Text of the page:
Solo Celebration

Thanksgiving, a time of abundance, celebration, and above all else, togetherness, looks considerably different this year. Global pandemics really put a damper on group festivities, traveling, and essentially all the annual rituals we tend to associate with the holiday. The writing has been on the walls for months, but it’s only just starting to hit home now. No endless buffets of home cooked excess, no tight, endless hugs with mom or dad, no laughing over a dwindling fire about our embarrassing childhood stories. Instead, I’ll walk in the door to an echoing, empty home. A vacant dinner table. A cold kitchen.

Although I’m alone physically, I know my situation isn’t special. Everyone’s in the same emotional boat, flailing about, rowing frantically just to avoid capsizing. It’s hard, it’s awful, but it would be so much worse to get sick, or make someone else sick. Fighting the very human nature that calls us together as a community goes against everything instilled in us since birth. This Thanksgiving will be a test of endurance, though it doesn’t have to mean days, or weeks, of self-imposed suffering.

Let’s do this thing together, separately. What does that look like in practice? For me, it means paring down the bountiful feast to just the essentials. At bare minimum, it’s simply not Thanksgiving without:

Don’t go crazy. Don’t make enough for an army. Don’t even turn on the oven if it’s too much. You can easily fill out this menu with delivery or prepared dishes from the grocery store, at a fraction of the cost of the typical, enormous spread.

That’s all it takes. More importantly, don’t forget to invite everyone you know and love! No, don’t actually have them over, but get them on the line with Zoom, Skype, Google Hangouts, Facebook, WHATEVER. Throw their faces up on the big screen TV if you’ve got it, put the monitor right on the table with you, and pull up a chair.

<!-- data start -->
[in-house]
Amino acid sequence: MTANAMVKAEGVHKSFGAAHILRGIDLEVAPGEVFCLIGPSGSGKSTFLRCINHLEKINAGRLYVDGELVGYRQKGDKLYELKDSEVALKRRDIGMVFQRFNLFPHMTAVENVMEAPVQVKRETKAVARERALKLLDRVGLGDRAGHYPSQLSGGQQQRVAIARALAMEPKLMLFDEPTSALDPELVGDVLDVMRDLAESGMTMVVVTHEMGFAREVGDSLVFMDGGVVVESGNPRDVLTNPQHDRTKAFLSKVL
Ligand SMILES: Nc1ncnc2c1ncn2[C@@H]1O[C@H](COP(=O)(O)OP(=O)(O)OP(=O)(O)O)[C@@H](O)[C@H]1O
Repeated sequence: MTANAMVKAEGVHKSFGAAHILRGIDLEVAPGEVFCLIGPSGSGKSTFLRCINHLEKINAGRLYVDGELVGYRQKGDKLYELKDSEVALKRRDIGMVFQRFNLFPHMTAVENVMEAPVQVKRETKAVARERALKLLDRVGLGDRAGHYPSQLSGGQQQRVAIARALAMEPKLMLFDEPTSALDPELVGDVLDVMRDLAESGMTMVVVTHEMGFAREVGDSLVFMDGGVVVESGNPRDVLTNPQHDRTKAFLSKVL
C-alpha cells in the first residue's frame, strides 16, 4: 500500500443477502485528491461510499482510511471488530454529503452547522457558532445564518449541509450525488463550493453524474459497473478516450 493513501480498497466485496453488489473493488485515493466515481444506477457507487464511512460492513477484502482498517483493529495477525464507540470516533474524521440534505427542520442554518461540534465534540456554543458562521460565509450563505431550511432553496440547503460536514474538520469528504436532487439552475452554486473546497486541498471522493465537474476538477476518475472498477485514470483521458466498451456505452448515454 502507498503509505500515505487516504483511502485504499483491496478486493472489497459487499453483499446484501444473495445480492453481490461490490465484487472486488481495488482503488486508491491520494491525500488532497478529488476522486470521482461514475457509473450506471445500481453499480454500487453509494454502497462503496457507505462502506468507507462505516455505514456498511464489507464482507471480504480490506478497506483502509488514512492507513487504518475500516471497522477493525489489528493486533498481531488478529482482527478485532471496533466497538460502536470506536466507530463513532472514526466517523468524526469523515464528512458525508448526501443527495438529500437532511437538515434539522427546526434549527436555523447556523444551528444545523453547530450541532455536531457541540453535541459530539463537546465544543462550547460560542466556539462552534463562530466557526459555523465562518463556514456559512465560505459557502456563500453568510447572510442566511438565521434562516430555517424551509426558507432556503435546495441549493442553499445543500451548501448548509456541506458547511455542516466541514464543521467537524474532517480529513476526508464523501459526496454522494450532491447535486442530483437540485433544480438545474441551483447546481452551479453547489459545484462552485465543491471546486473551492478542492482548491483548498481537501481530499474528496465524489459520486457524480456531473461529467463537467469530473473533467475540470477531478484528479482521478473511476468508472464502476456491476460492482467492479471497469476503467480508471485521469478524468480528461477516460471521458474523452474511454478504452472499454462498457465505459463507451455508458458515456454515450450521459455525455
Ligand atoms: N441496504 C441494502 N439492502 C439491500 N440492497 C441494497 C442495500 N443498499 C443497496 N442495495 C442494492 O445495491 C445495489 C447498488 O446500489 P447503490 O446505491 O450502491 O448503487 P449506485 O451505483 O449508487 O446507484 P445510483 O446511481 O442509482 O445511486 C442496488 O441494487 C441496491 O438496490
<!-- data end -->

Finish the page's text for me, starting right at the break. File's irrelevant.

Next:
It’s hard to be thankful when so many obstacles have been thrown in our path this year. Not a single person on this planet has gotten off easy. No one can claim to be unaffected. There’s still so much in life to be grateful for, and I know I’m going to make the most of it, no matter what. There’s nothing stopping me from enjoying the traditional foods I love for the holidays, or enjoying time spent with the people I cherish. Cheers, to brighter days ahead; let’s eat!

13 thoughts on “Solo Celebration

  1. Hi, thank you for this! Was just feeling sad about spending Thanksgiving (and my birthday the 27th) in a house alone, as I’ve been this whole year. It helps to know I’m not alone! Mashed potatoes are a must.

    1. Aw, happy early birthday! I hope you do get a chance to celebrate to the fullest, even if it’s a bit delayed.

    1. Thank you! I can’t lie, I wrote it mostly as reassurance for myself… Glad you could takeaway helpful tips, too.

    1. Aw, you are so sweet. Your comments go a long way in helping me feel less alone! Hope it’s a very happy holiday for you too.

    1. Oh yes, thank goodness for dogs!! I would be absolutely miserable without my little guy. Big hugs right back at you.

  2. Great post Hannah! Your delicious Thanksgiving bowl looks like something I’ll put together. My birthday falls on Thanksgiving this year 😊
    Peace, love & prayers to all.

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